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Los Angeles debuts five hydrogen fuel cell trucks


The Port of Los Angeles has debuted five new hydrogen-powered fuel cell electric vehicles (FCEV) and two hydrogen fueling stations, one in Wilmington and the other some 50 miles from the port in Ontario, CA.

 

The initiative is part of the US$82.5 million Shore-to-Store (S2S) project involving more than dozen public and private sector partners in a demonstration of 10 zero-emissions Class 8 trucks, two battery-electric yard tractors, and two battery-electric forklifts. The project is designed to advance the Port’s Clean Air Action Plan goals while assessing the operational and technical feasibility of the vehicles in a heavy-duty setting, as well as to expand infrastructure to support hydrogen throughout the region.

 

“Transporting goods between our Port and the Inland Empire is the first leg of this next journey toward a zero-emissions future,” said Port of Los Angeles Executive Director Gene Seroka. “This project is a model for developing and commercialising the next generation of clean trucks and cargo-handling equipment for the region and beyond. Just as the air we breathe extends beyond the Port’s footprint, so should the clean air and economic benefits we believe this project will yield.”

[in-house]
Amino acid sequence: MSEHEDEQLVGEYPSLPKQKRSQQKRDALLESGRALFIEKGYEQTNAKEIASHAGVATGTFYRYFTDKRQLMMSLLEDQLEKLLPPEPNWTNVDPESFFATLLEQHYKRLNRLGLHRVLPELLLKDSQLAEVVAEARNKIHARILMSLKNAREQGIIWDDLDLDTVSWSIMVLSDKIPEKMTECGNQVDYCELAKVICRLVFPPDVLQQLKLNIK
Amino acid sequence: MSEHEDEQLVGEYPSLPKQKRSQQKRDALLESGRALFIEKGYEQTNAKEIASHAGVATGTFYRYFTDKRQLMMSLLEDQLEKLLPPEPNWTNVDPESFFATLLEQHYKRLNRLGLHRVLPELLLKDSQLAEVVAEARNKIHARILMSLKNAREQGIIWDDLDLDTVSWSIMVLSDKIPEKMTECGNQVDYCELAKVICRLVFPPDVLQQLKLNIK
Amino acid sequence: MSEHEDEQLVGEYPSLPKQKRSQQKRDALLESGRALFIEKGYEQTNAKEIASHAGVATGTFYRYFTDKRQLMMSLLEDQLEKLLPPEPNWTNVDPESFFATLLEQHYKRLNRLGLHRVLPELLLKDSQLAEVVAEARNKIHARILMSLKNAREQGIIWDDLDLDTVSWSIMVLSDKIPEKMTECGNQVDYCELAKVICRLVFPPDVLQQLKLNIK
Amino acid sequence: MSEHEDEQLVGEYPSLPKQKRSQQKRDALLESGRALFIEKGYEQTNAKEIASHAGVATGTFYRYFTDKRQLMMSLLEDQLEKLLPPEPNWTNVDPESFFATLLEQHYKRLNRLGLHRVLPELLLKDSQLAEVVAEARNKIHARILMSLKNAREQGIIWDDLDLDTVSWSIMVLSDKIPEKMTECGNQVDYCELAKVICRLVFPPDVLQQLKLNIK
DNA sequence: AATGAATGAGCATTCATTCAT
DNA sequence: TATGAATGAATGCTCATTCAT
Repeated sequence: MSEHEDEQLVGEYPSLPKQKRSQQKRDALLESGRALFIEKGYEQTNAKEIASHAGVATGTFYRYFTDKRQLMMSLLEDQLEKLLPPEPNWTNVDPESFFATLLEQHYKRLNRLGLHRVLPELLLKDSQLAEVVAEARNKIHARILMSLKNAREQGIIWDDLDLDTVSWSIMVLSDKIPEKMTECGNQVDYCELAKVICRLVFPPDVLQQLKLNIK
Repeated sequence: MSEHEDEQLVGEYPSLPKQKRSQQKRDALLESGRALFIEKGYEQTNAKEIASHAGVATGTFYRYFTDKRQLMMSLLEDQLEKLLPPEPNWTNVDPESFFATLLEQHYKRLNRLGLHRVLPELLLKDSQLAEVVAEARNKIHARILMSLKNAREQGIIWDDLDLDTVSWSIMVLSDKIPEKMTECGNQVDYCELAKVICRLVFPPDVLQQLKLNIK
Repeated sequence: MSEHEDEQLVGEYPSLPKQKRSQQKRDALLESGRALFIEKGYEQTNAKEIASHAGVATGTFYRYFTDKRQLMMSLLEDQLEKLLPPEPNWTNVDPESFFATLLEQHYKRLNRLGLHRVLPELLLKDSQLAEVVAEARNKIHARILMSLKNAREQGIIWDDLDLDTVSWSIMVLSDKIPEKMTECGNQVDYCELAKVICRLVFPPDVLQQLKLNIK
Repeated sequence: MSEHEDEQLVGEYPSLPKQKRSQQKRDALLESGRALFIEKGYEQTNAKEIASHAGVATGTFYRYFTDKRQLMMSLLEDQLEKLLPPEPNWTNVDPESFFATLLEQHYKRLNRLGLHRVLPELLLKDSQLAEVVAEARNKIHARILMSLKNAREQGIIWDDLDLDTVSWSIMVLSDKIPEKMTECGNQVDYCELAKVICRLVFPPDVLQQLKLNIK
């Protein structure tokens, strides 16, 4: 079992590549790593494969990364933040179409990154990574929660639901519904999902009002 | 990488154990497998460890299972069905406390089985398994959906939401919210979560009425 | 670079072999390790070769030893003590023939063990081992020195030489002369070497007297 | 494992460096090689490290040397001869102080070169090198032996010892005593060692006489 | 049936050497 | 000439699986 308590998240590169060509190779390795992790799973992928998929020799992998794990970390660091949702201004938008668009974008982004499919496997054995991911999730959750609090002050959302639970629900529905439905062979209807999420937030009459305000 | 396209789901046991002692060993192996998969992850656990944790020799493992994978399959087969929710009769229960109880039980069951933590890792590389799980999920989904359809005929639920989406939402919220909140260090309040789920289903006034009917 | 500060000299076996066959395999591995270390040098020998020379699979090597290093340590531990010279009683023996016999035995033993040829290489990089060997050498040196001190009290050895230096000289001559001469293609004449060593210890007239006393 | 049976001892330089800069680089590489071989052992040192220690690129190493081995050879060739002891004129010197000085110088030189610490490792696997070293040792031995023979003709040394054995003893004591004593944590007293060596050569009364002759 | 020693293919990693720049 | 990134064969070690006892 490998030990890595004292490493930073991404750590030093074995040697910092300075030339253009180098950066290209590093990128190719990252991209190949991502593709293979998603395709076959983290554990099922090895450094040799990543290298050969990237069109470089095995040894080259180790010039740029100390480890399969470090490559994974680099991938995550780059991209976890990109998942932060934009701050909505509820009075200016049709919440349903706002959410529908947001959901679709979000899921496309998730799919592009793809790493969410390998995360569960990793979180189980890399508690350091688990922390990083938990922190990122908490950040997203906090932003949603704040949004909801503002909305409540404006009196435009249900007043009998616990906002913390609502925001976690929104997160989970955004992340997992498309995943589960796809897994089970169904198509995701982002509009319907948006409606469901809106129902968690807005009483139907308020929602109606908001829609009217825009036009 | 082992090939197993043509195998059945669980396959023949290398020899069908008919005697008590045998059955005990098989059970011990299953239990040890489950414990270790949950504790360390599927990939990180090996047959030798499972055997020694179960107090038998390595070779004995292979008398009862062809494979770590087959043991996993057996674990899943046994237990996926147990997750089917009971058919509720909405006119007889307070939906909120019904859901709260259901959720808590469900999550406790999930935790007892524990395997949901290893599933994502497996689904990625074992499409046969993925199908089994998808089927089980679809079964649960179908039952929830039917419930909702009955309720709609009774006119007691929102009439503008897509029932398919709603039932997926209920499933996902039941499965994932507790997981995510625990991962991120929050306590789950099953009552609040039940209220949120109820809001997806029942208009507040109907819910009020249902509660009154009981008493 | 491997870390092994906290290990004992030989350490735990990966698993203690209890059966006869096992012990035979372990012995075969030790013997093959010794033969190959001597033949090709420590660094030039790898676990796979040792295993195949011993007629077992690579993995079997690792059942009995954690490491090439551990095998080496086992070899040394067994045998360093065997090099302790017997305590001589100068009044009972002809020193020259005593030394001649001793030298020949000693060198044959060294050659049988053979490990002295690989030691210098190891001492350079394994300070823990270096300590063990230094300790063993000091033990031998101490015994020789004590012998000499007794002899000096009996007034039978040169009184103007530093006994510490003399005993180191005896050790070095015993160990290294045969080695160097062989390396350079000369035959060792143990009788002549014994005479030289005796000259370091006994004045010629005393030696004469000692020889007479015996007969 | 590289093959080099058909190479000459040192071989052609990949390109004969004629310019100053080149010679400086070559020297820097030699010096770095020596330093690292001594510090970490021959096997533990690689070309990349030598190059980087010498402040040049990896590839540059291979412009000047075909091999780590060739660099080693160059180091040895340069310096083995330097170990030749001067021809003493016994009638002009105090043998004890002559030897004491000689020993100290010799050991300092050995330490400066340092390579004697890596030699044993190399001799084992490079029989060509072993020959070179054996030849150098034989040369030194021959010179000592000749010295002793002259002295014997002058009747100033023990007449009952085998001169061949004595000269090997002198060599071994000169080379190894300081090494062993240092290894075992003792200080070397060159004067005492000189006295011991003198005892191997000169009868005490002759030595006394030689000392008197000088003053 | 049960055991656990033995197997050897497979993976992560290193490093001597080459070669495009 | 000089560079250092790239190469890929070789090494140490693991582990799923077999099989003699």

The Port’s technology development partners are Toyota Motor North America, which designed and built the powertrain’s fuel cell electric power supply system; Kenworth Truck Co., which designed and built the Class 8 trucks with Toyota’s fuel cell electric system; and Shell Oil Products US (Shell), who built and will operate the high-capacity hydrogen fuelling stations in Wilmington and Ontario.

 

“The innovative Shore-to-Store program is helping pave the way toward commercialisation of fuel cell electric technology in the transportation sector,” said Bob Carter, Executive Vice President, Sales, Toyota Motor North America. “By utilising this technology, port operators like our own Toyota Logistics Services (TLS) can utilise a zero-emissions and scalable solution for CO2 reductions, which will contribute to cleaner air at the port and the surrounding communities where TLS operates. This is an important milestone in Toyota’s drive toward carbon neutrality.”

 

“This significant fuel cell electric vehicle program at the Port of Los Angeles is a key element of Kenworth’s industry-leading efforts of‘ Driving to Zero Emissions’ in the U.S. and Canada,” said Kevin Baney, Kenworth General Manager and PACCAR Vice President. “We’ve built all 10 of the Kenworth T680 FCEVs involved in the project, and the first five vehicles are now delivered to fleets in California for commercial service at the Port of Los Angeles.”



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